Should ETF investors prepare for El Niño impact?

The climate event raises question marks for agriculture, EM sovereign debt, infrastructure and manufactured goods

Jamie Gordon

a group of trees in a desert

It is time for investors to start considering the risks posed by El Niño to commodity ETFs and allocations across portfolios as the Climate Prediction Centre predicts a 95% chance the climate pattern will take effect during the winter months. 

Caused by above-average surface water temperatures in the Pacific Ocean, El Niño is characterised by suppressed rainfall across southeast Asia from December to February and warm and dry weather across much of Latin America from June to August.

While its impacts are not entirely consistent over time, acute supply shocks in agricultural commodities have been attributed to the climate event including the 50% collapse in Australian wheat yields in 1994.

Recent El Niño episodes also pushed global yields of rice down by 1.3%, corn by 0.3% and wheat by 4%, according to data from Nature Communications.

Rice prices also hit a near 15-year high in August amid fears El Niño-related dryness would hamper yields in Thailand, the world’s second-largest exporter, according to Bloomberg. 

Discussing the climate pattern as a risk management consideration, John Leiper, CIO at Titan Asset Management, said: “It is definitely something we have on our radar, it is definitely a theme that we like and definitely one that is under-represented as a key risk factored in by asset managers.”

Leiper added his team have been monitoring “a number of ETFs” that might be used to address the theme including the WisdomTree Agriculture ETC (AIGA).

However, he noted the impact of El Niño across agricultural commodities is not consistent and therefore broad basket approaches such as AIGA have struggled to break out from broad market indices such as the MSCI World in recent months.

Interestingly, some investors have looked to remove their exposure to agriculture altogether in recent months, with the Amundi Bloomberg Equal-Weight Commodity Ex-Agriculture UCITS ETF (CRB) booking $345m inflows in the month to 25 August, the highest of any Europe-listed commodity product.

This approach has been vindicated over recent months, with AIGA returning -3.5% over the past three months, as at 3 October. Meanwhile, its agriculture-shy equivalent, the WisdomTree Enhanced Commodity ex-Agriculture UCITS ETF (WXAG) booked 5.3% gains over the same period.

However, this has not stopped some more dynamic commodity strategies adding to their allocations in individual agricultural commodities.

Legal & General Investment Management (LGIM) told ETF Stream its L&G Multi Strategy Enhanced Commodities UCITS ETF (ENCO) – whose underlying Barclays Backwardation Tilt Mult-Strategy Capped index looks to capture commodity price seasonality and futures contract roll and collateral return – currently overweights sugar.

“The Barclays index will overweight those 10 commodities on a monthly basis that exhibit the highest level of backwardation – or least contango. Sugar, for example, has a higher weight in ENCO versus in the Bloomberg Commodity index, as of the beginning of October 2023,” LGIM said.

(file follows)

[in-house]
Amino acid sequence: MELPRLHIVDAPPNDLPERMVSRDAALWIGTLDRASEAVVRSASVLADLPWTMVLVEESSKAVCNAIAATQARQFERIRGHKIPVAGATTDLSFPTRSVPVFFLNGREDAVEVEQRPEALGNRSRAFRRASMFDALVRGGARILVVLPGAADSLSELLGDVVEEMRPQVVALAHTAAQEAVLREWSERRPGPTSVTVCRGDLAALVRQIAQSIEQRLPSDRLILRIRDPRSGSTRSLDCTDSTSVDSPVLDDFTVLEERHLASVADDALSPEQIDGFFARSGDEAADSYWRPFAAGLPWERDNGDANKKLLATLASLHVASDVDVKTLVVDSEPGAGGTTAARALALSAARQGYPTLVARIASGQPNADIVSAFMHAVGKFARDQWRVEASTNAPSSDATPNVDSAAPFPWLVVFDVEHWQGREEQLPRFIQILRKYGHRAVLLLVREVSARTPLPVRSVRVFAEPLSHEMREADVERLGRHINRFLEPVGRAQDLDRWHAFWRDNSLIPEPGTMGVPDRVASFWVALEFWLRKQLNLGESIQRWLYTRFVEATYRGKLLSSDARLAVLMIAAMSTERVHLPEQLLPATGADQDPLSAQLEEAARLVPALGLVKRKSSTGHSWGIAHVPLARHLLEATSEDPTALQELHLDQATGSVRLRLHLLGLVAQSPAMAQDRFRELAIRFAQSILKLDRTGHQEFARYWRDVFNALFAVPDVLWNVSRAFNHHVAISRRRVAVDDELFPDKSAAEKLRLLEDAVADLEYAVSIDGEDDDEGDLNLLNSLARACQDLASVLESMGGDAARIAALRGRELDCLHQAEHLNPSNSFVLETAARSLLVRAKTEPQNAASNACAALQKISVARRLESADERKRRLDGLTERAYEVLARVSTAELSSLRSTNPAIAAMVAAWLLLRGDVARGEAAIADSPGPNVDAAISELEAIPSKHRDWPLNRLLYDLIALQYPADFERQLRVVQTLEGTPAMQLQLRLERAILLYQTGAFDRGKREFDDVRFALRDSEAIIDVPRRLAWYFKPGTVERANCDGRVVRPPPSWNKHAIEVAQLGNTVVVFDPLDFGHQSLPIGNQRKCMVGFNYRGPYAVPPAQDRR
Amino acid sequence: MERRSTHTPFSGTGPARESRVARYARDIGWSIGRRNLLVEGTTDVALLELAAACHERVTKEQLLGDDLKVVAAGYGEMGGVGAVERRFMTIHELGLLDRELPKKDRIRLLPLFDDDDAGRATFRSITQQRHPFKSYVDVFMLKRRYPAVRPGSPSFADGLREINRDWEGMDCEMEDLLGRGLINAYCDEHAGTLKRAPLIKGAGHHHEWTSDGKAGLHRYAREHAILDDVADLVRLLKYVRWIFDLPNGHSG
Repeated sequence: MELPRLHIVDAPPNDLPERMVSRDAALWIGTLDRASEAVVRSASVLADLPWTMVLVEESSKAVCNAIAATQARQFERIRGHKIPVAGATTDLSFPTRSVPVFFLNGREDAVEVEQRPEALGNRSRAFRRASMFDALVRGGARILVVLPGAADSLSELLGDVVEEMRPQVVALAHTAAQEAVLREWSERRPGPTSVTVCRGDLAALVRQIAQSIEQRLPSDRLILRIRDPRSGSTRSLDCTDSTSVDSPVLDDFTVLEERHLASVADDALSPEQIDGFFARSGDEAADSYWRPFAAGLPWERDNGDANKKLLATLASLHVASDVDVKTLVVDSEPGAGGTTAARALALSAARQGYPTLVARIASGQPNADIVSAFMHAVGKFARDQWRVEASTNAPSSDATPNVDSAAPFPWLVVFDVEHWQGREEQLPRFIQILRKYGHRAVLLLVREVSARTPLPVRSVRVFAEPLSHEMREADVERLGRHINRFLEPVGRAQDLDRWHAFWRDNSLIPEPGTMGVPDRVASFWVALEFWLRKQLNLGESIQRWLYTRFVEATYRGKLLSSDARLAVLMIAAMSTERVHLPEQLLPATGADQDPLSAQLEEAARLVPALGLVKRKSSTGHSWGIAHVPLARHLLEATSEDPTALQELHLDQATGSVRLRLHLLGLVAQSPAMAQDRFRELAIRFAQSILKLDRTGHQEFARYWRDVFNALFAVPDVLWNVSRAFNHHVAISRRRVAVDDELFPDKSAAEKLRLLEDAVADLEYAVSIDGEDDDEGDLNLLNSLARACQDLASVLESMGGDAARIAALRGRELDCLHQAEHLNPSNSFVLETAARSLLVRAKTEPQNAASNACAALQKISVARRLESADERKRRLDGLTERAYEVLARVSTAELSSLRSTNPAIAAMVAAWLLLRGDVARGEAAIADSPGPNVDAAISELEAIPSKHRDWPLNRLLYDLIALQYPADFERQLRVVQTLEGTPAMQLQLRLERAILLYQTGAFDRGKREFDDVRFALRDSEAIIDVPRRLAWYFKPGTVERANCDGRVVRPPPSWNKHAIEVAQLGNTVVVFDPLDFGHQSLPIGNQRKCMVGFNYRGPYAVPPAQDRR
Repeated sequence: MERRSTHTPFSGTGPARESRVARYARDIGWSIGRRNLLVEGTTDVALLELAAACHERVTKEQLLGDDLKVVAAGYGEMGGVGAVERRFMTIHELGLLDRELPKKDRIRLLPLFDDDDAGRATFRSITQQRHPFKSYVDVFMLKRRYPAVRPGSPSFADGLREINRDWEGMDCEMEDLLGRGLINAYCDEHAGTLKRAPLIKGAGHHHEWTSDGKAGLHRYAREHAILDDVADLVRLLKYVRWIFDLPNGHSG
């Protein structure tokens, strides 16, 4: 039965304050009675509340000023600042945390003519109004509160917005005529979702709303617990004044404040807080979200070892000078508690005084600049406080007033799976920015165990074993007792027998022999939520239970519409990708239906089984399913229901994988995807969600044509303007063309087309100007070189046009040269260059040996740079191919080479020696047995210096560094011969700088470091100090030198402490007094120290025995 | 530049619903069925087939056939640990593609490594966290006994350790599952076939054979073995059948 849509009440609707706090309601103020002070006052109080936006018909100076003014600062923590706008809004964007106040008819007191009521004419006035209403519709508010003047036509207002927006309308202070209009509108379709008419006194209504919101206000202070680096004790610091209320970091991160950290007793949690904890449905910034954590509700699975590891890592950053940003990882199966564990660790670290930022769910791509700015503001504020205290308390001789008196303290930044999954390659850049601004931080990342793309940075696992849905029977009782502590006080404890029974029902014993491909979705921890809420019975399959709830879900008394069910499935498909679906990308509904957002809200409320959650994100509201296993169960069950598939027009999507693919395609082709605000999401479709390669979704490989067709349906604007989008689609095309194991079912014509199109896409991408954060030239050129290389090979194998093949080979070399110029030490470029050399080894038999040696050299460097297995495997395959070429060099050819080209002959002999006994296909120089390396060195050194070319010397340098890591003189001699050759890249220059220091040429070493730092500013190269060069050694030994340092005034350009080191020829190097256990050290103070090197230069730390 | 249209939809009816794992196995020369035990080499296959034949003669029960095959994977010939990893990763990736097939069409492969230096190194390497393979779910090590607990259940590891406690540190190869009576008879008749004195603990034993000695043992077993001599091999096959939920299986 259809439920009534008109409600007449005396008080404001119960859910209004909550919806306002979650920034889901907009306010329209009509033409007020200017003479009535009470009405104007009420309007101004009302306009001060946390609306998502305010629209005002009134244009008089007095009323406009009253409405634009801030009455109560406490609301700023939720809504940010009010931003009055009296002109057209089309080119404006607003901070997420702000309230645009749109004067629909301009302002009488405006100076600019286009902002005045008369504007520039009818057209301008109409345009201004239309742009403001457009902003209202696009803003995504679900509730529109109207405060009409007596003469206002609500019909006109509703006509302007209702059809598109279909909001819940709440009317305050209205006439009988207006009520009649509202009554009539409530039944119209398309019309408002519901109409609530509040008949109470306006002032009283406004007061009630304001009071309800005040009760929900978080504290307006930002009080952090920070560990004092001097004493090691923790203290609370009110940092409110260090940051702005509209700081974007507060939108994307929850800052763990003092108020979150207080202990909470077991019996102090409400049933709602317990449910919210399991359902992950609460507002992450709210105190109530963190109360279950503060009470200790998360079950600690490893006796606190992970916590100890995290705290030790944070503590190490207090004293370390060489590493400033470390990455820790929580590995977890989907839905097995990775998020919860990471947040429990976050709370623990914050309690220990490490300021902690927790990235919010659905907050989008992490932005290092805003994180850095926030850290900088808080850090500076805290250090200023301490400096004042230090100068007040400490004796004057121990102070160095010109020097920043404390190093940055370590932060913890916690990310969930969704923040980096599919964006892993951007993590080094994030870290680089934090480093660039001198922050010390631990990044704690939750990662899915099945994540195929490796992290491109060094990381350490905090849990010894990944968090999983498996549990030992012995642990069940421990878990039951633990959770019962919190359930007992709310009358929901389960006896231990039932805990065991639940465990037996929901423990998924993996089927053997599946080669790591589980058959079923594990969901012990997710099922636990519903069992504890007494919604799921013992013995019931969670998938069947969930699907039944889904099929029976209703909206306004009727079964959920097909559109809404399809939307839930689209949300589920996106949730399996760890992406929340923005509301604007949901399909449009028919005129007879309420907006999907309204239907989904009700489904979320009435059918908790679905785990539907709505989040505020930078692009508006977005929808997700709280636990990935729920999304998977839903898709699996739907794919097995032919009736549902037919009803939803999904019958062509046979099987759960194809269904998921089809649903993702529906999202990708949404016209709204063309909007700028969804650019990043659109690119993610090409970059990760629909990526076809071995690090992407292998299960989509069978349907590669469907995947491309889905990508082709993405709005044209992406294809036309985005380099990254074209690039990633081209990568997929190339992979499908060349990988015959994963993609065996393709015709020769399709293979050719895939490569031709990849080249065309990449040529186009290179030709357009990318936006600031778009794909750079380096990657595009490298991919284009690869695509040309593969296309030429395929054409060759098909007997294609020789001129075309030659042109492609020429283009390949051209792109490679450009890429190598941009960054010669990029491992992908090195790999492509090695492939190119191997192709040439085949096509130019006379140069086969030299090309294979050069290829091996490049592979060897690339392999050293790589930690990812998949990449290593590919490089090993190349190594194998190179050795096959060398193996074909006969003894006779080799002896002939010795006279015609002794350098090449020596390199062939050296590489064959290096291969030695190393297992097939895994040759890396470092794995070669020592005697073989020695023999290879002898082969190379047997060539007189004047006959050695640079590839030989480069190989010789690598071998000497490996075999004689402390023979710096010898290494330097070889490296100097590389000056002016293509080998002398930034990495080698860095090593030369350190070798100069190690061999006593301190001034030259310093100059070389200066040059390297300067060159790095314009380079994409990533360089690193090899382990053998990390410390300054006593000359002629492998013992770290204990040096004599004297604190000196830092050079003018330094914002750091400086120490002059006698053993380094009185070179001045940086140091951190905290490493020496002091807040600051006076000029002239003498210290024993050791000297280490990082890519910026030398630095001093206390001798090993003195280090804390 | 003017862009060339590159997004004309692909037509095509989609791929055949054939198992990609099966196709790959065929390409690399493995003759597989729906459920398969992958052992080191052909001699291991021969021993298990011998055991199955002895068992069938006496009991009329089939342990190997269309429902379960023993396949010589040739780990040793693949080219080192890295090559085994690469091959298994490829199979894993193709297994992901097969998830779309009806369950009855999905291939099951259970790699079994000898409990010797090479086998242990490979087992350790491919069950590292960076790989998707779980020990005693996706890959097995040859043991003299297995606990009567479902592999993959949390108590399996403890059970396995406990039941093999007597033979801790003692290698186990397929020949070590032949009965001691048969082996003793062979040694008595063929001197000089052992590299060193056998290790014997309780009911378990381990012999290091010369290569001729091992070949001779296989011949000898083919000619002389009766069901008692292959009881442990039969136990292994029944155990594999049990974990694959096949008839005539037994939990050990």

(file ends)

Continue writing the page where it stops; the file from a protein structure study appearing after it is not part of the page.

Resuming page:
Far-reaching economic effects

However, potential impacts and necessary considerations regarding El Niño and lower crop yields could also have far-reaching effects for emerging markets and global supply chains.

On the former, Leiper noted agriculture-based components comprise between 45-50% of the CPI baskets of some emerging markets including India, meaning hampered crop yields could pose material risks to these country’s inflation reduction efforts.

“Over the course of the year, many emerging markets have done well getting ahead of the curve on inflation relative to developed markets,” he continued. “If the El Niño theme were to play out, in conjunction with energy price increases, some might struggle after making progress and bringing rates down.

“There is now a requirement to look at real yields on emerging markets and seeing which of those have seen their yields fall the most over the course of the year because they could be most vulnerable.”

A recent report by MSCI Research senior associates Alexander Schober and Cole Martin highlighted El Niño could start a “cascading trend” in food prices already elevated by COVID-19 and the Russia-Ukraine war, prompting governments to step in.

This combination of lower economic growth and higher fiscal expenditure, it warned, could prompt higher debt-to-GDP in the year following the El Niño event. In fact, median debt-to-GDP increased 2.1% in emerging markets for the years following an El Niño event between 1994 and 2021 – though MSCI noted this coincided with the Asian financial crisis and the COVID-19 pandemic.

“Sovereign-debt investors may wish to bear El Niño in mind when making country-allocation decisions,” MSCI said. “The magnitude and nature of the impact can vary substantially between countries and even within countries.”

Leiper added the climate event also creates the risk of “tangential impacts” on supply chains such as a drop-off in water levels in inland shipping routes – including the Suez Canal – during the initial onset of El Niño.

“In this way, it ends up having an effect on the amount of cargo ships can carry and the frequency with which ships can pass through,” he said.

MSCI agreed the climate event could hit global productivity and “ratchet up” capital expenditure in some countries where the most acute impacts damage infrastructure.

“Some areas, such as Peru and southeast Asia, have already begun to prepare for El Niño,” it concluded.

Overall, agricultural commodities remain the focus for investors looking to risk manage their exposure to upcoming climate events, however, those not paying attention may still feel the impacts in the segments of their portfolios exposed to emerging markets, shipping, manufacturing and infrastructure.